This is the first post of a blog series by guest blogger Laura Sly.
There’s a missing piece in most people’s strategy for finding work they will love.
Briefly put, many of us (particularly in the not-for-profit sector) feel that our work needs to “mean something”. We need to believe that what we’re doing is making a difference and improving people’s lives. Many of us prioritise this over choosing a job where the main or only real reward is financial. This is good news. Martin Seligman (in his book Flourish) is amongst many in the field of Positive Psychology who recognise that one of the prerequisites for happiness is “meaning”. We need to feel attached to something bigger than ourselves, some sort of “cause”.
Whether we have been at work for 20 years or 6 months most of us also know that to enjoy it we need to be good at the role we’ve chosen. Most organisations use competency frameworks to clarify the connection between their overall aim and our place in achieving it. What is it we need to do, and to what standard? Performance appraisals and ongoing supervision help us to identify where things are going well and where we need to develop further in order that we are “good at” our job.
So, if most of us have attached ourselves to a cause that has meaning for us, and we are pretty good at our role, why don’t we love it? And why do we get so tired or bored or overwhelmed or ill? Why doesn’t it love us back?
The missing piece is identifying and using our “strengths”. Strengths are unlike skills and competencies because they are a part of our personality – they haven’t been “stuck on” to the outside of us through training or experience! They are within us. When we use our strengths we feel energised and replenished; we feel we are in “flow” and we enjoy getting things done this way. When we are using our strengths in the best way possible, what we do can appear effortless to others and we might receive comments such as “you’re a natural!”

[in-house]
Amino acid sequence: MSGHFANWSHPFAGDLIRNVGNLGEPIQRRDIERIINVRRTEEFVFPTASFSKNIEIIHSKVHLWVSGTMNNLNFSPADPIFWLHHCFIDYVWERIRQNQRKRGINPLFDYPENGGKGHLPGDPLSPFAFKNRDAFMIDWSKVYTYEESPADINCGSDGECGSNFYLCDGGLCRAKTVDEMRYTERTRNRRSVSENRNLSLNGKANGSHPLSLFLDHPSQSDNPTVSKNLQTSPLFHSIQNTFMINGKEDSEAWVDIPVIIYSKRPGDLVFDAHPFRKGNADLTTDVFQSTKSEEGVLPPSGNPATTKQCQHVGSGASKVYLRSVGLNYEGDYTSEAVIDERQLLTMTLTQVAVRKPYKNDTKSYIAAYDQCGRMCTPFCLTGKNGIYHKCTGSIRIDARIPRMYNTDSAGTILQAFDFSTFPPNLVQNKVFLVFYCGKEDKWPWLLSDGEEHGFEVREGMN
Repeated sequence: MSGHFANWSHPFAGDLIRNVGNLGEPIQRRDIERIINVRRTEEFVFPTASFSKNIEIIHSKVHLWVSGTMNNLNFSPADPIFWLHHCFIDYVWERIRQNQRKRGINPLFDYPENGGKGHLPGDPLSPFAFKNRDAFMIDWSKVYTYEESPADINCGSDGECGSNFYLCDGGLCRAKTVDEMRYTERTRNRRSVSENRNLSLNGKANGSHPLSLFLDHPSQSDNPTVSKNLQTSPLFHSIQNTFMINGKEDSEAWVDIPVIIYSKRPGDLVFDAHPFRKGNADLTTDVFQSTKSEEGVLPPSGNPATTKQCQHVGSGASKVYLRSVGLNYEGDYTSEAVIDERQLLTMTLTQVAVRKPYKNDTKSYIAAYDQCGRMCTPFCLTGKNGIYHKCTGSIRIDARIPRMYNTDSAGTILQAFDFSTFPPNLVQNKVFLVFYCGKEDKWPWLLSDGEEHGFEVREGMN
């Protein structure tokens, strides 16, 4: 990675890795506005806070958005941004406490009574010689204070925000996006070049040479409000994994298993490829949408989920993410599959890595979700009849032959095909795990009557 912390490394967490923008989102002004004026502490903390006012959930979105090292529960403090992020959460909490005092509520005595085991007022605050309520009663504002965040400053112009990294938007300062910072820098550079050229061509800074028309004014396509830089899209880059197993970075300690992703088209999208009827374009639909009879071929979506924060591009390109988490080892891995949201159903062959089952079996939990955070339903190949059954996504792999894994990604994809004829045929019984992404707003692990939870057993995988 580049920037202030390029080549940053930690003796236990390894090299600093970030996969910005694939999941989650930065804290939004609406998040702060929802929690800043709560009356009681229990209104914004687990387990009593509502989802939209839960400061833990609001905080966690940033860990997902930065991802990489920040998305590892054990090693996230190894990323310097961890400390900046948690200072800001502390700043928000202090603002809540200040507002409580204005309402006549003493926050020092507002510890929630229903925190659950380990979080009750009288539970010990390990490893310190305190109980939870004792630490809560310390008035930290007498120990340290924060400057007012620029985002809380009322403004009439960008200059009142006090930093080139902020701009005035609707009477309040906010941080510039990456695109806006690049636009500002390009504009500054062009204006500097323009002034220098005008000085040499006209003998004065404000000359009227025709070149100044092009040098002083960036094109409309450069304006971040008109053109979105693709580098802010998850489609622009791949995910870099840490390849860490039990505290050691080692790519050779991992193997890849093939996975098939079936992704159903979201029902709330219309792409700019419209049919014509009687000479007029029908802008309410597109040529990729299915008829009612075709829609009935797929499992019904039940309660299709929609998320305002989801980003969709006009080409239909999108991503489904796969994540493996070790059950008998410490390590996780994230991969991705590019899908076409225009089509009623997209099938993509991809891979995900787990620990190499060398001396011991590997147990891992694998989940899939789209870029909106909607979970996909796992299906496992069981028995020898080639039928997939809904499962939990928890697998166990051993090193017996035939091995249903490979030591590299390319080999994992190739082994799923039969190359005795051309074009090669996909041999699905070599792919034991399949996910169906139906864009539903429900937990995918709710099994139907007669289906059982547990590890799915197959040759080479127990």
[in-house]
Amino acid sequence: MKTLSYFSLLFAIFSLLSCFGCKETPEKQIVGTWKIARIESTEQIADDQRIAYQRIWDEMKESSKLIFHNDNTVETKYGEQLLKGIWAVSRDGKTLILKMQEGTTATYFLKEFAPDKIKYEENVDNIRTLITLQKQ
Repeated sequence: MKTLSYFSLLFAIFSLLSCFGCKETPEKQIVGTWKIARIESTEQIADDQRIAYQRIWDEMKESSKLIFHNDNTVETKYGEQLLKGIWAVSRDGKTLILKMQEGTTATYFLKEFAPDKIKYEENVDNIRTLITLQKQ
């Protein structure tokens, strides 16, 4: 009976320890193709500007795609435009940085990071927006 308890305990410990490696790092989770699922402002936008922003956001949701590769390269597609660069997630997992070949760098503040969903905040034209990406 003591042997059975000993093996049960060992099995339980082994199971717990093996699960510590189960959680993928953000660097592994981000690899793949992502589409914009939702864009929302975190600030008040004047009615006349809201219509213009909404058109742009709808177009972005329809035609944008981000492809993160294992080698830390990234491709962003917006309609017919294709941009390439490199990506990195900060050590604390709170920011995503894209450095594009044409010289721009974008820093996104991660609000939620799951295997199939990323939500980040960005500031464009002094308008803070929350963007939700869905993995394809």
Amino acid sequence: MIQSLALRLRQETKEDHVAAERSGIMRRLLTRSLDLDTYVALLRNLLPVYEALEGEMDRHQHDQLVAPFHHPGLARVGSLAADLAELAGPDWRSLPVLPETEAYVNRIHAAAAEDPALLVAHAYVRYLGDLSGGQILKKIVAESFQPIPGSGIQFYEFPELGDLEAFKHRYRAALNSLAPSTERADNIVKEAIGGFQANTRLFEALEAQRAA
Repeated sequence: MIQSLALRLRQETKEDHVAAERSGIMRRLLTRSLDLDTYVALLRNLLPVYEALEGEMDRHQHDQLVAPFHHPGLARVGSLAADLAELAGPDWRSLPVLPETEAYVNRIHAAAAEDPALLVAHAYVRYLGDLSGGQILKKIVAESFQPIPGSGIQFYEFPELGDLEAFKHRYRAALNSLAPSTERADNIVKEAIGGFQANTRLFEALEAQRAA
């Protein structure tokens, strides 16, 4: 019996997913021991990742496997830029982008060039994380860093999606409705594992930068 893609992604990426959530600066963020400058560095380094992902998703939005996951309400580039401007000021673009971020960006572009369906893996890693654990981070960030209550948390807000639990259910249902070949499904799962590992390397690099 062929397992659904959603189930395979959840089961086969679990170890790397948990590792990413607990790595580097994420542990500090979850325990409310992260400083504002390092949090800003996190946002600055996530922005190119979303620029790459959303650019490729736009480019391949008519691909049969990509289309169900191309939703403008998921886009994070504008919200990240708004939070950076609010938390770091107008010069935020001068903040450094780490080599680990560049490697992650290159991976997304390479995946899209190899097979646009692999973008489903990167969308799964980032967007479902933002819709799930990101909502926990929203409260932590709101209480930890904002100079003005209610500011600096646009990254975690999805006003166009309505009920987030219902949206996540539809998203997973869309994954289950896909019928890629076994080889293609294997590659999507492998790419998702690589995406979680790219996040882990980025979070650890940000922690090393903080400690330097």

Some examples of strengths are: compassion, optimism, critical thinking, and results focus. There are many more, but these are just to get you thinking: does anyone spring to mind (maybe it’s you?) that gets really focused and energised when they’re in one of these modes? Currently, do they (or you?) get many opportunities to use this energy and focus, or does it seem a little untapped?
The “flip-side” is that if we are required to use one of these frequently at work and it is a non-strength or even a “weakener” for us, we are likely to become drained as it will demand energy from us without replenishing it. We might be able to perform well enough (we have the skills and are competent), but it will come at a cost.
I’ll be sharing more soon about how identifying and using your strengths can transform your experience of your current role or finding a new one. In the meantime, see if you can pay attention to what truly energises you at work, rather than just what you are “good at”. Ask yourself “What am I good at that is good for me?”
Laura Sly works with individuals and organisations to help them improve wellbeing as well as performance. One way she does this is by sharing simple tools (including Strengthscope®) that identify people’s strengths, and exploring ways to use them more effectively.
Twitter: @lausly Email: firstname.lastname@example.org www.ylsltd.com
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